Munich’s first Kapitalmarkt Kolloquium organized by financial.com, was fully booked with over 250 visitors at the Sofitel Munich Bayerpost. The new conference format deals with digitization and innovation in the financial industry. The conference topic “Artificial intelligence, automation and intuition: how are services and jobs changing in the financial industry” was discussed in four lectures and a panel discussion.

Carsten Eckert, founder and managing partner of Insticube, presented a new form of transparency for the institutional investment market. Special funds are not open to public inspection like mutual funds, but they are the vehicle for major investors such as pension funds, insurance companies, trade unions or church institutions. Insticube offers a unique database where 612 institutional investors currently provide feedback on 15,150 mandates with 449 asset managers. In total, this creates complete transparency for an investment volume of 2.3 trillion euros. In the last 3 years, the share of passive investments has increased from 18% to 38%. Interestingly, however, the fees are only ranked in 10th place of the most important decision criteria. As expected, the performance of the fund is in first place, followed by the transparency of the investment process and the consideration of customer-specific investment requirements. The least important of the 12 criteria is the size of the product range. Institutional investors are very open to investment boutiques that specialize in specific areas. In exchange for the valuation of asset managers, institutional investors receive the assessment of their peer group and can thus reflect their own view. The database also offers very interesting recommendations because institutional investors also exchange views on the most interesting pitches.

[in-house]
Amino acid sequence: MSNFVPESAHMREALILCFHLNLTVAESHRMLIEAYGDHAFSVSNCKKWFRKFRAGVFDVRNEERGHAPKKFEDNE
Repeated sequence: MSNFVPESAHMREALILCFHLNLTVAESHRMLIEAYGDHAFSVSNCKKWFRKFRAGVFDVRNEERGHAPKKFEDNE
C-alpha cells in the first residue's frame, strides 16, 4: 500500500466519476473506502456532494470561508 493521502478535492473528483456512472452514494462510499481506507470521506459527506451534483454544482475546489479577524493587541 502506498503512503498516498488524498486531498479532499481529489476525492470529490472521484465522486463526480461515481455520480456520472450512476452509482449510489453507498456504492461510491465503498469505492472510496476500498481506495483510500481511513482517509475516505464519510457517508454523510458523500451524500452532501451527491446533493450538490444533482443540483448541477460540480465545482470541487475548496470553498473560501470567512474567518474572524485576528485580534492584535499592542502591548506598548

Dr. Lothar Jonitz, founder and managing partner of tetralog, presented a comprehensive portfolio management solution that supports investment advisors at the client interface. In 1995, his company was the first to integrate the algorithm of Nobel laureate Harry Markowitz into a software package and thus calculate “optimal” portfolios for investors. Investment advisors can determine the investment universe and construct an individual, efficient portfolio together with the client. By using a state-of-the-art algorithm with a live implementation, the advisor can sell very convincingly. The algorithm assumes the role of the actual investment advisor, but the parameters are controlled by the advisor, who also gains more time for addressing the client.